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October 2005

Last Chance Adventure: Oregon’s Umpqua National Forest

Can you see the forest through the trees? Join a bittersweet trek through an old-growth wilderness in its final days.

But wait a minute: Aren’t old-growth logging and clearcuts on federal land a thing of the past? Didn’t conservationists camp in trees and lock arms in front of bulldozers in a successful campaign that pressured lawmakers to protect ancient forests? And don’t polls show that the majority of Americans–even those in timber-rich states such as Oregon–consider old-growth logging to be socially unacceptable?

In conservation, it is said, there are no permanent victories. The case of the Northwest’s old-growth forests is a model of just how tenuous environmental protections can be, and how the changing winds of politics can fetch seeds of destruction to America’s remaining wild places.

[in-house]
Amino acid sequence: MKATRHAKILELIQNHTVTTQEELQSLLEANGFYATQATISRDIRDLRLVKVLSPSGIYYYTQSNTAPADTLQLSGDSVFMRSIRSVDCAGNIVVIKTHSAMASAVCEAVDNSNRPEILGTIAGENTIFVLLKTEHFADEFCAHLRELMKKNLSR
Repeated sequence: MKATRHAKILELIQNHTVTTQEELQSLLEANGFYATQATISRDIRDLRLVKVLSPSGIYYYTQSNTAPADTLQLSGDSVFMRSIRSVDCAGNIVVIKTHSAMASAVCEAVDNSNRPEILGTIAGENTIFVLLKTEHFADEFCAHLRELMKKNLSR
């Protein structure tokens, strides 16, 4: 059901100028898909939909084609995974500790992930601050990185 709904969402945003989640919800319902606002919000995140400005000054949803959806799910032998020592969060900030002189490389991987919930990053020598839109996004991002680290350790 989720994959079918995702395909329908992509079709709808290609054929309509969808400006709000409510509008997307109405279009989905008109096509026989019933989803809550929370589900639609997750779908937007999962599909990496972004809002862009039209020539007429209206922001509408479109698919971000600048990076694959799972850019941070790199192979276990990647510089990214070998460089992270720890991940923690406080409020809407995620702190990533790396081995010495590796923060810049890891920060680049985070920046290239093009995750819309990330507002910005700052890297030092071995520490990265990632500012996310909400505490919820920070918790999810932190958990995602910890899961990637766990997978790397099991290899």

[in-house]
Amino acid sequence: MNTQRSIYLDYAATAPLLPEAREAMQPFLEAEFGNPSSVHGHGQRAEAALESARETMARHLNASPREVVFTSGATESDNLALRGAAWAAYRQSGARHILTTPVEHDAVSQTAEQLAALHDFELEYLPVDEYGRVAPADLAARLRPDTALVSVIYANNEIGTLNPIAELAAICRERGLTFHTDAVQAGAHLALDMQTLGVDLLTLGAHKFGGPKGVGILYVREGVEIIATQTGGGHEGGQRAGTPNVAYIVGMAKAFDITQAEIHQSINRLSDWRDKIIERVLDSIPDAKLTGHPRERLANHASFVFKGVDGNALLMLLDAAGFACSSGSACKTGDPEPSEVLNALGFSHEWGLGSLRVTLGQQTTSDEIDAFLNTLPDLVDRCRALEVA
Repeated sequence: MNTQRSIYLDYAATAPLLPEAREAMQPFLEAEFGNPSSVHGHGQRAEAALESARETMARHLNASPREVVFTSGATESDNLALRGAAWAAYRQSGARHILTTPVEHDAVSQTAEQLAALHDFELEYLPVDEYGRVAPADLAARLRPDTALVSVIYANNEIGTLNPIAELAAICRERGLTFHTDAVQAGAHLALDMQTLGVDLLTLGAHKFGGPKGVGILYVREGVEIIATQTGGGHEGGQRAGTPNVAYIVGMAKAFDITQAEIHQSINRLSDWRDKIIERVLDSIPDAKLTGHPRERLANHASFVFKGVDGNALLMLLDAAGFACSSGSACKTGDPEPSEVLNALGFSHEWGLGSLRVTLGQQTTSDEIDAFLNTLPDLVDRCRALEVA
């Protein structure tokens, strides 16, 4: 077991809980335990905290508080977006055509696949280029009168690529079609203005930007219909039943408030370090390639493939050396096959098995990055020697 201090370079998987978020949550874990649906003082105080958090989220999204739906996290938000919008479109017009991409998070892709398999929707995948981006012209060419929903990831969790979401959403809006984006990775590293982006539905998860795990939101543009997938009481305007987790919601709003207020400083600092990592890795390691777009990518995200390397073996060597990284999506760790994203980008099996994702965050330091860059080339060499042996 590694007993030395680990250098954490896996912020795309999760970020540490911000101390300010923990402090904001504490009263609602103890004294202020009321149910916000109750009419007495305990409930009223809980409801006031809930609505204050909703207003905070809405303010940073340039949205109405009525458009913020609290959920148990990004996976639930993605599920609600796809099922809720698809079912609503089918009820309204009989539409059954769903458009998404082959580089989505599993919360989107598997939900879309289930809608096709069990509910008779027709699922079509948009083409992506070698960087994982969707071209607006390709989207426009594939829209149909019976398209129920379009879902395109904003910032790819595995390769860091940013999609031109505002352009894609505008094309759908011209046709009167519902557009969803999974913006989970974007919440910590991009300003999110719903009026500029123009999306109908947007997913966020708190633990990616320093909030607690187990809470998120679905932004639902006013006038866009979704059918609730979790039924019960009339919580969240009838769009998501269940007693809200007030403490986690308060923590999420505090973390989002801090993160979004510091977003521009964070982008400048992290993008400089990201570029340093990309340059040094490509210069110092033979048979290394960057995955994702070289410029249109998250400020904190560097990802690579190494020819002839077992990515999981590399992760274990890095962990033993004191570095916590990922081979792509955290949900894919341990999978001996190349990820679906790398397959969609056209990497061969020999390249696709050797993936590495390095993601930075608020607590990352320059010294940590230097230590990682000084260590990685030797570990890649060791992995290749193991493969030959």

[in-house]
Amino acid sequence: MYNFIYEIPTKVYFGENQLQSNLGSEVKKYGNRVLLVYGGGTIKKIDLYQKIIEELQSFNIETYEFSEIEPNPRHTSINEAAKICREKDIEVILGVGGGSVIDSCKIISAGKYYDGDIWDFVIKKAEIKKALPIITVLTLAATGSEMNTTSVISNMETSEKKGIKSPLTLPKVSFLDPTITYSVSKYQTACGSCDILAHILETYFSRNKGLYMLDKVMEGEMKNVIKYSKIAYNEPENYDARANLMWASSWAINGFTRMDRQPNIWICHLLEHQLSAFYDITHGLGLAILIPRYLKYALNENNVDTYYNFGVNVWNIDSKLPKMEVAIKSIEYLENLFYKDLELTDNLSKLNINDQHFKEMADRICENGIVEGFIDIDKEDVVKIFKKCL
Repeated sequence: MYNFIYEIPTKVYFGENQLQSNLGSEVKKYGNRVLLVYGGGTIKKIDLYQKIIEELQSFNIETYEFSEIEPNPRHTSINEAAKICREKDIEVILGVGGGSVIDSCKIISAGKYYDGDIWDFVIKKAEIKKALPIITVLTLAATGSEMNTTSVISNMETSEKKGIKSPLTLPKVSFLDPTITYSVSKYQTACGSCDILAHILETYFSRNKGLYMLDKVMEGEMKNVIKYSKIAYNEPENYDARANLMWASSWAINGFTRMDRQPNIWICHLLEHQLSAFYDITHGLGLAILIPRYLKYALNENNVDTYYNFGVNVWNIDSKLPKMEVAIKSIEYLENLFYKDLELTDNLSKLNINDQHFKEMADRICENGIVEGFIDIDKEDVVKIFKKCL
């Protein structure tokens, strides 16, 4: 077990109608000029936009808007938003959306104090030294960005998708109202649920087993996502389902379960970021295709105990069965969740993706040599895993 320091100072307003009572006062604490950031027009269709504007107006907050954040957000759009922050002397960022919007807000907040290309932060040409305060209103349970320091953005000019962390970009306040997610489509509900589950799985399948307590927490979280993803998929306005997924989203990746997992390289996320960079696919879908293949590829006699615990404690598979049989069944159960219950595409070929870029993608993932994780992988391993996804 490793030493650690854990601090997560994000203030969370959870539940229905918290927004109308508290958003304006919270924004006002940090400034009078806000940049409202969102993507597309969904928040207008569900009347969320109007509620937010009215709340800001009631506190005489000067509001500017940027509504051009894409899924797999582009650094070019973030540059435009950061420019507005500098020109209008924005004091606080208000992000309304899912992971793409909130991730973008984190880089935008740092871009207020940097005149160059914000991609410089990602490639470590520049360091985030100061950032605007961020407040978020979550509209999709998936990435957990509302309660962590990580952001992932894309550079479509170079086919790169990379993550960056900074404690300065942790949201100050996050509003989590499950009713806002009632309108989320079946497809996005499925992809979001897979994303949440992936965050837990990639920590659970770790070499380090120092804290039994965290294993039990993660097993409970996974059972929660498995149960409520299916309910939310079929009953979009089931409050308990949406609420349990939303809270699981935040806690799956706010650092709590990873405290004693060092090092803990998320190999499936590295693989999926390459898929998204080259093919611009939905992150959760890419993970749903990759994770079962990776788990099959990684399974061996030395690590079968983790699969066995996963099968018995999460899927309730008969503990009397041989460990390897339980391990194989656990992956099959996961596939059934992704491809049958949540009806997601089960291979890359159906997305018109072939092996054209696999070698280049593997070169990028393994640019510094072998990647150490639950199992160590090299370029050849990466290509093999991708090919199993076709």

The source of these particular winds can be found by following the money, back to the presidential campaign of 2000. In that election, the timber industry handed over at least $3.4 million in direct contributions (which excludes things like issue advertisements) to the Bush-Cheney campaign and the Republican National Committee.

Environmentalists say that the payback began shortly after incoming president George W. Bush stepped off the inaugural podium on January 20, 2001. On his first day in office, Bush suspended the Roadless Area Conservation Rule, a Clinton initiative that had placed about one-third of the national forest system off-limits to virtually all roadbuilding and logging.

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